Strategies and Stories from the German Climate Justice Movement

Anonymous submission to Conflict Minnesota

Friday, March 29th

University of Minnesota

110 Carlson School of Management

6:00 PM

We’re excited to announce that Ende Gelände will be stopping in Minneapolis, MN on their U.S. tour, taking place this February through April, to share stories from Germany’s wildly successful mass mobilizations.

Come join German activists from Ende Gelände on their US tour as they share stories from organizing successful mass climate justice mobilizations — including their 6,000 person direct action against enormous open-cast lignite coal mines.

Design Workshop: How To Design A Zine

Anonymous submission to Conflict Minnesota

Wednesday, March 13th

Boneshaker Books

2003 23rd Ave S

6:30 PM

Presentation on basic typography principles and layout for zines/pamphlets. This will be focused on the basics of using Adobe InDesign, but will also go over fundamentals that are generally applicable. Attendees are encouraged to bring projects they are working on to share and recieve feedback for improvement.

A Belated Communique From February’s Ilhan Omar Protest

Anonymous submission to Conflict Minnesota


On Sunday, February 17th a small group of right wing protesters rallied in downtown Minneapolis to protest Ilhan Omar over her controversial remarks. Naturally, their protest only gathered a handful of participants and took place in front of the wrong office building. Their protest was a total failure, their march cancelled, and one of their cars ended up with a smashed window, all while instigating internal divisions. While this is a clear victory for those of us who consider ourselves revolutionaries, it seems as if it, like many others against the right in Minnesota, have occurred through luck rather than strategic intelligence.

This occasion offers us the chance to reflect on the shifting political terrain, and have inspired the following brief notes. The ideas are still scattered, being just a single part of a conversation involving a multiplicity of perspectives.

If Donald Trump could be said to have accomplished one thing, it would most certainly be the blow dealt to the U.S. government’s legitimacy, perhaps the hardest seen in recent history. With his election, millions of people took to the streets to voice their refusal. The day of his inauguration we were plunged into a world of mass protest, scandal, and above all, uncertainty. Scrambling to pick up the pieces, Democrats have been split between on the one hand desperately clinging to civil order, and on the other appealing to the disillusioned through left-leaning politicians that claim to be the true face of resistance. And while they have ruffled some feathers amongst the older generations, the ruse succeeds in transforming the terrain of resistance into the political system, instead of where it needs to be: our lives.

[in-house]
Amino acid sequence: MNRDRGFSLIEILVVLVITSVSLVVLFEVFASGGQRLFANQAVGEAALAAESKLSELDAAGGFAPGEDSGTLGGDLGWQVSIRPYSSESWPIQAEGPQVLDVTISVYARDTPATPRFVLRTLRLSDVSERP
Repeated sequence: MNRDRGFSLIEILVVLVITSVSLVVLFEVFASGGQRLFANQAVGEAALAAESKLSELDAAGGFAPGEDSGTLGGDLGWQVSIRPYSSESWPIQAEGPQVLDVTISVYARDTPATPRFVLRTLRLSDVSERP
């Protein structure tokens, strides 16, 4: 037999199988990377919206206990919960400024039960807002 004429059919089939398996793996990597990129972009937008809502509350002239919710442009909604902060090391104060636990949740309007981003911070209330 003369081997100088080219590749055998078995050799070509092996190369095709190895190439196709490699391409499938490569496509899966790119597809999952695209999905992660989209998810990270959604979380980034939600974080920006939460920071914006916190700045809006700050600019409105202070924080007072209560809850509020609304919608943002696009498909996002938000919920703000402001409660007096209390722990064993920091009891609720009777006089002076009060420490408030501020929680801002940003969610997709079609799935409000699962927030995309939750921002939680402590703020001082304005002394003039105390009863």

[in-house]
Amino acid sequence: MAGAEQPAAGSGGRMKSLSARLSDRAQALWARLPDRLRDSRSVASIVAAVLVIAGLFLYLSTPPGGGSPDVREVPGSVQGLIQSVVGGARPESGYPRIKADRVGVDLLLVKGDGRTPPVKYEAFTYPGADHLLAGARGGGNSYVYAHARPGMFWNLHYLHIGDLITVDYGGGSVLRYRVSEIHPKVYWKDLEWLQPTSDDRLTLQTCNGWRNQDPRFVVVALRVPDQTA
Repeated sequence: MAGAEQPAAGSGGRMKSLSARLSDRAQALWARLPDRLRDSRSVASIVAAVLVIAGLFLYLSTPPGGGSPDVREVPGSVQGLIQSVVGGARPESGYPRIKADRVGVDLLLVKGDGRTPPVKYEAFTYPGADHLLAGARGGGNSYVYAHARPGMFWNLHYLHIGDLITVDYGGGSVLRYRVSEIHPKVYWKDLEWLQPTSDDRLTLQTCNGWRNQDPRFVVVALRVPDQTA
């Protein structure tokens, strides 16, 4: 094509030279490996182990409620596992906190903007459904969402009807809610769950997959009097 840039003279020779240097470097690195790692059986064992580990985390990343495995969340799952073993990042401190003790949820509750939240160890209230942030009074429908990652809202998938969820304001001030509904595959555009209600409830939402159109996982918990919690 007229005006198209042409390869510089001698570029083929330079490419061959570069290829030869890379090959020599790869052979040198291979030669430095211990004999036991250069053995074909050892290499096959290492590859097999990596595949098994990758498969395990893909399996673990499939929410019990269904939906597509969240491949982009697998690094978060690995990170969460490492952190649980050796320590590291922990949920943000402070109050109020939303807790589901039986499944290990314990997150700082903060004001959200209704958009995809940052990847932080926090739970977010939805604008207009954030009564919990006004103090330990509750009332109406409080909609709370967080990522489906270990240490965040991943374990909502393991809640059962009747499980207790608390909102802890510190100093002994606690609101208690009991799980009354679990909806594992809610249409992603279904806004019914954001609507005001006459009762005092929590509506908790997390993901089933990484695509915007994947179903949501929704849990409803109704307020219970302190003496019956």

In this sense, much of the momentum that arose in the last two years has been folded into the Mueller investigation and the valorization of various liberal politicians like Nancy Pelosi, Alexandria Ocasio-Cortez, or in this case, Ilhan Omar. Opposition towards the Trump regime has often carried along with it a defense of the neoliberal order before it was tampered with by the far right—or, for the more conspiratorially-minded, Russia. On the one hand, this offers revolutionaries a wide array of short-term tactical alliances in opposing the current state of affairs. But if we lose sight of the long-term goals, we’re setting ourselves up for inevitable failure.

What we mean is that the struggles against the far right, our democracy’s authoritarian tendencies, and building a better society are not separate. There is only one trajectory: that of building, step by step, an autonomous material force that can carve out space for other ways of living, short circuit the mechanisms of oppression, and destitute the forces of order—whether it’s the bigots attempting to rally or the cops themselves.

Anti-fascism is often presented as a duty, as a moral obligation to deny the far right access to a platform. But we know how ineffective and disempowering it can be to show up to a rally with such a small turnout that you could count it on your hand. Likewise, we have given up the stale practice of rallying on the weekend in the empty downtowns or capitol buildings. The importance of these actions by the right shouldn’t be overestimated.